Facebook executives are hiding research that shows Instagram is toxic for young people and especially for teen girls, a former Facebook employee told a Senate committee Tuesday.
Frances Haugen, a former data scientist at Facebook, quit the company and became a whistleblower this year by releasing thousands of pages of insider documents she says shows the company knows that its products – primarily Facebook and Instagram – are bad for society as currently constructed.
“The choices being made inside of Facebook are disastrous for our children, for our public safety, for our privacy and for our democracy. And that is why we must demand Facebook make changes,” Haugen told the Senate Commerce, Science and Transportation Committee.
Instagram is a social media platform dominated by photos, often selfies.
The papers leaked by Haugen show that in one study of U.K. teen girls, 13.5 percent said suicidal thoughts became more frequent after using Instagram. In another study that was leaked, 17 percent of teen girls said their eating disorders became worse due to Instagram.
A Facebook study of teens in the U.S. and U.K. found that more than 40 percent of Instagram users “who reported feeling ‘unattractive’ said the feeling began on the app,” The Wall Street Journal reported.
“If Instagram is such a positive force, have we seen a golden age of teenage mental health in the last 10 years?” Haugen asked, rhetorically. “No, we’ve seen escalating rates of suicide and depression among teenagers.”
"I joined Facebook because I think Facebook has the potential to bring out the best in us - but, I am here today because I believe Facebook's products harm children, stoke division, and weaken our democracy." - Facebook whistleblower Francis Haugen pic.twitter.com/lp1wmwSI6Z— Amee Vanderpool (@girlsreallyrule) October 5, 2021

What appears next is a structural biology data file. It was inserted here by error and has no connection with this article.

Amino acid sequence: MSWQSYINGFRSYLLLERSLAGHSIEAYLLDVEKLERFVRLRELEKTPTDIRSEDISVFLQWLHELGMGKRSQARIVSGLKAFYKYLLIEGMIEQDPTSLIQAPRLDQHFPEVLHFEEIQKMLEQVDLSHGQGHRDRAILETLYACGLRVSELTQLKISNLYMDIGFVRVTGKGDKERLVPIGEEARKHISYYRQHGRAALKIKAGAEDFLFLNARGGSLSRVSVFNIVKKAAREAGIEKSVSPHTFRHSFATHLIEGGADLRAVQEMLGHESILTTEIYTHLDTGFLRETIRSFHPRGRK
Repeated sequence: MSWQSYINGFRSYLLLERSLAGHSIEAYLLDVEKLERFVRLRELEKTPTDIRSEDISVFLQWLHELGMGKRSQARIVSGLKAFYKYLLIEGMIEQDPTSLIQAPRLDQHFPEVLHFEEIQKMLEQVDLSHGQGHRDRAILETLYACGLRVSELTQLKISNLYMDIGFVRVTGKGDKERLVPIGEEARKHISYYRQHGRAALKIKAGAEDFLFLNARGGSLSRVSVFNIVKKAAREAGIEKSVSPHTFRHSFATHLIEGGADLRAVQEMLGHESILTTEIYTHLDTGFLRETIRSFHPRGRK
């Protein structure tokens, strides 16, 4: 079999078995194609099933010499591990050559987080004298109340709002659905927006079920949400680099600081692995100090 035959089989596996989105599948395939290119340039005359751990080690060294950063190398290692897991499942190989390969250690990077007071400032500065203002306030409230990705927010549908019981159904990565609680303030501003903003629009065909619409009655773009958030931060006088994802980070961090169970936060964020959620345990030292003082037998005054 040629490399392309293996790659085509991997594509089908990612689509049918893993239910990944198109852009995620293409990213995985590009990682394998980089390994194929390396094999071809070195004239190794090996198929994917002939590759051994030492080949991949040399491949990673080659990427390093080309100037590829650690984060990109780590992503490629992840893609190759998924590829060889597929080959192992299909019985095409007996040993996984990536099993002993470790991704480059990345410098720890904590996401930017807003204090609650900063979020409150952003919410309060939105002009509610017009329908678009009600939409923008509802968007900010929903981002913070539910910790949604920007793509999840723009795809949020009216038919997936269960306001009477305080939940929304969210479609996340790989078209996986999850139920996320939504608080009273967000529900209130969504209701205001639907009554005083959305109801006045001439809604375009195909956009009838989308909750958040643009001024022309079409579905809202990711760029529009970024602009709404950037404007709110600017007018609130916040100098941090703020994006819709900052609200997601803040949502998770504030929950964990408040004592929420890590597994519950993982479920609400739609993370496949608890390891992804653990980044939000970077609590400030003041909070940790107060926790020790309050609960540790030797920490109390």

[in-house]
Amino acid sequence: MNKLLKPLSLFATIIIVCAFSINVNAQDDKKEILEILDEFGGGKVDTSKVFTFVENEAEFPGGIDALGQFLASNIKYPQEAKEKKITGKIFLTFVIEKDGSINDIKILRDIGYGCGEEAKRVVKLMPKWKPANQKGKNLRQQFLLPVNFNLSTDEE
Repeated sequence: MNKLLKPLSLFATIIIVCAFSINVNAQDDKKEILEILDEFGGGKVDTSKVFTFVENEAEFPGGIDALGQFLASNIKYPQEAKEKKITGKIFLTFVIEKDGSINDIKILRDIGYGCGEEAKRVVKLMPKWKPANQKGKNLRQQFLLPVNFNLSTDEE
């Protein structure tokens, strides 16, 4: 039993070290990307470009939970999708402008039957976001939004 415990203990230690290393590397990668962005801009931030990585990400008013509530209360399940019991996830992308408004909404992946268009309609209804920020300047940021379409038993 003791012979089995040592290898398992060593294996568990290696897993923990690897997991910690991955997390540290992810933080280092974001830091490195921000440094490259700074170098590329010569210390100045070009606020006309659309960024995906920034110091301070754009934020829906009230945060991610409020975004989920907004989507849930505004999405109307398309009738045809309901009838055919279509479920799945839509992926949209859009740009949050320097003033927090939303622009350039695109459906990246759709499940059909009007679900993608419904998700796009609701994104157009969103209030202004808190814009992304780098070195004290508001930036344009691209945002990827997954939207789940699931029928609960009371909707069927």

During another portion of the hearing, she said, “Facebook knows that they are leading young users to anorexia content.”
U.S. Sen. Dan Sullivan (R-Alaska) asked if the rates of suicide and depression are driven by social media.
“There is a broad swath of research,” Sullivan answered, “that supports the idea that usage of social media amplifies the risk for these mental health harms. And Facebook’s own research shows that. … Kids are saying, ‘I am unhappy when I use Instagram and I can’t stop. But if I leave I’m afraid I’ll be ostracized.’”
Facebook, she said, chooses profit over what is best for children and society at large.
“The documents I have provided to Congress prove that Facebook has repeatedly misled the public about what its own research reveals about the safety of children, the efficacy of its artificial intelligence systems and its role in spreading divisive and extreme messages. I came forward because I believe that every human being deserves the dignity of the truth,” she said. “... When we figured out cars were safer with seat belts, the government took action. And when our government learned that opioids were taking lives, the government took action. I implore you to do the same here.”
In 20 years, Sullivan said, Americans will look back and be aghast at the “damage” that was done “to a generation of kids.”
“Facebook knows that Instagram dramatically changes the experience of high school,” Haugen said. “... Kids who are bullied on Instagram, the bullying follows them home ... into their bedrooms. The last thing they see before they go to bed at night is someone being cruel to them. ... Think about how that's going to impact their domestic relationships.
“... I don’t understand how Facebook can know all these things and not escalate it to someone like Congress for help and support.”
Following Haugen’s testimony, the National Center on Sexual Exploitation urged Congress to take action.
“Frances Haugen confirmed what NCOSE has warned for years: Facebook routinely chooses profit over safety. The company is, in fact, structured to do so,” said Dawn Hawkins, CEO of the National Center on Sexual Exploitation.
Hawkins suggested several solutions: require age-appropriate safeguards by default on platforms likely to be used by children; raise the digital age of adulthood from 13 to 17; appoint a “new federal e-safety commissioner to improve oversight in real time”; pass a bill known as the “EARN IT Act” to “confront the explosion of child sexual abuse material on tech platforms.”
“Congress must step in,” Hawkins said.
Photo credit: ©Getty Images/МихаилРуденко
Michael Foust has covered the intersection of faith and news for 20 years. His stories have appeared in Baptist Press, Christianity Today, The Christian Post, the Leaf-Chronicle, the Toronto Star and the Knoxville News-Sentinel.